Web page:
at Los Alamos. It is doubtful, however, that these tests are
strictly needed for this purpose. A certain second purpose is
to certify new warheads.
According to documents obtained by the Los Alamos Study Group using
the FOIA process, LANL has a 2003 deadline for certification of a
new warhead for the Navy's Trident D-5 (Trident II) ballistic missile.
It is the first admittedly "new" warhead expected to be certified
in the U.S. without nuclear explosive testing. The Lawrence
Livermore National Laboratory in California also is working on a warhead
design for this missile, which will use existing plutonium pits. By
contrast, the Los Alamos design, if selected, would require a manufacturing
campaign that could involve up to nearly 3,000 plutonium pits, assuming
no changes in the current floor imposed by the U.S. Congress on nuclear
weapons stockpile size. The Los Alamos design is to be certified
over a three-year campaign of hydrodynamic testing, which reportedly
began last year.
Los Alamos has also recently begun two other series of experiments
on dynamically shocked plutonium. In one series, the so-called
plutonium "mini-flyer" experiments, a laser is used to accelerate
a metal plate that strikes plutonium at speeds of circa 350 meters/second.
These experiments can be conducted on a one-day turnaround basis,
giving very rapid data acquisition. A second series of tests
are being done at Los Alamos' high-speed plutonium "gas gun," apparently
using coupons cut from newly-manufactured pits.
In addition to these three series of tests, the underground subcritical
tests at Nevada -- the most recent of which reportedly involved two
halves of a newly-manufactured pit for the modern W-88 missile warhead
made at Los Alamos -- are slated to continue for the foreseeable future.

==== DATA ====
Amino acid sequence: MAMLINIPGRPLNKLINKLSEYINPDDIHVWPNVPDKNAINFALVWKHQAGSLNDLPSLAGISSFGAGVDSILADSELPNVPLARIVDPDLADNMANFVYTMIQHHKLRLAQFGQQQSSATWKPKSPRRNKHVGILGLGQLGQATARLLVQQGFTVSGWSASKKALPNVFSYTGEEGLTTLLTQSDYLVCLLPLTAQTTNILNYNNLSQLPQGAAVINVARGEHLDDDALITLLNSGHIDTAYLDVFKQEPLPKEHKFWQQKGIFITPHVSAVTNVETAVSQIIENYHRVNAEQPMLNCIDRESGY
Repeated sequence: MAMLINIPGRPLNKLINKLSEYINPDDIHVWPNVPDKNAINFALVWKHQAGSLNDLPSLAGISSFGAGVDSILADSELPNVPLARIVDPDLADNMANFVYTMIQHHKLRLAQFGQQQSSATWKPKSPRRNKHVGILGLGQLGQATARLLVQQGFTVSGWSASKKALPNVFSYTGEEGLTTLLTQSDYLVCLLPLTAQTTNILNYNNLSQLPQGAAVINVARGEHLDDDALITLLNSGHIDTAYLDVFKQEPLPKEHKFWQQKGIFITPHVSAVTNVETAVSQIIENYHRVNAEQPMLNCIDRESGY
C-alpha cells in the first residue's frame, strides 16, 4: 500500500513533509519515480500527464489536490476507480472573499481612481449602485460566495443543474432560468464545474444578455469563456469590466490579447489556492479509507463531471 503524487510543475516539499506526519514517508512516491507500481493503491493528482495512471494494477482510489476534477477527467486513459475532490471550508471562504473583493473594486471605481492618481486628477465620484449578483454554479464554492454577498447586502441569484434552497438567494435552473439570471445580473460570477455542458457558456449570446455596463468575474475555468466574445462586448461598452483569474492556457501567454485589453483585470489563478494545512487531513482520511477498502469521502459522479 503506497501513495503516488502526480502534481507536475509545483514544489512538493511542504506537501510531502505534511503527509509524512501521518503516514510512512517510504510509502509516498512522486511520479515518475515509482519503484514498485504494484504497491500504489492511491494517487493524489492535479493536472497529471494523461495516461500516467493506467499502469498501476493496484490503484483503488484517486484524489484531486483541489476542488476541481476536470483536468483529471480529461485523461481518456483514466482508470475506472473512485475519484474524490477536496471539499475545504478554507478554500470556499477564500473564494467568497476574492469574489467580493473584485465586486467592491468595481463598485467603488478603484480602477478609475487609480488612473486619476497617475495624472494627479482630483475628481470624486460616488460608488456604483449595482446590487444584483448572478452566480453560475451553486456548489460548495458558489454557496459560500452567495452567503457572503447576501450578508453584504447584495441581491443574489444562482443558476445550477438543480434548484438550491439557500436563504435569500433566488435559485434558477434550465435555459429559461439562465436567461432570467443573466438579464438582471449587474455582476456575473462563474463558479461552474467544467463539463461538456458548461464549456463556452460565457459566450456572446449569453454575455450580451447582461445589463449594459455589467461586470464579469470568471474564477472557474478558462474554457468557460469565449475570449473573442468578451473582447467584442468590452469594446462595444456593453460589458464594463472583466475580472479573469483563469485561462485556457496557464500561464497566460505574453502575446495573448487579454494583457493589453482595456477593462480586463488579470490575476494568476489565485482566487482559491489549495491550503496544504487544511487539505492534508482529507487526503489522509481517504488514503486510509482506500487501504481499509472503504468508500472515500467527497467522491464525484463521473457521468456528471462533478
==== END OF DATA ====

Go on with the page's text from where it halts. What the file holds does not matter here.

These four categories of dynamic experiments - underground subcriticals
using weapons-grade plutonium; above-ground subcritical Pu-242 tests;
miniature, rapidly repeatable mini-flyer experiments, and gas-gun
experiments - along with a wide battery of static laboratory tests,
add to a more than a half-century of experimental data on pit performance
and plutonium metallurgy. Together, they comprise a highly advanced
and redundant suite of techniques that appears to go far beyond what
is required to maintain existing nuclear weapons.
These activities raise a number of questions:
- What is the best way to track contained vessel tests?
- What countries are conducting tests of this kind?
- How can it be assured that tests deemed subcritical have no nuclear
- Are these tests necessary for any purpose consistent with effective
nonproliferation and test ban regimes?
- What is the significance of an increasingly sophisticated array
of nuclear weapons component testing and simulation facilities and
techniques for the Nonproliferation Treaty Article VI commitment
by the nuclear weapons states "to pursue negotiations in good faith
on effective measures relating to cessation of the nuclear arms
race at an early date and to nuclear disarmament...?"
In a climate where tensions among the nuclear weapons states are rising,
it is time to scrutinize closely the activities the nuclear weapons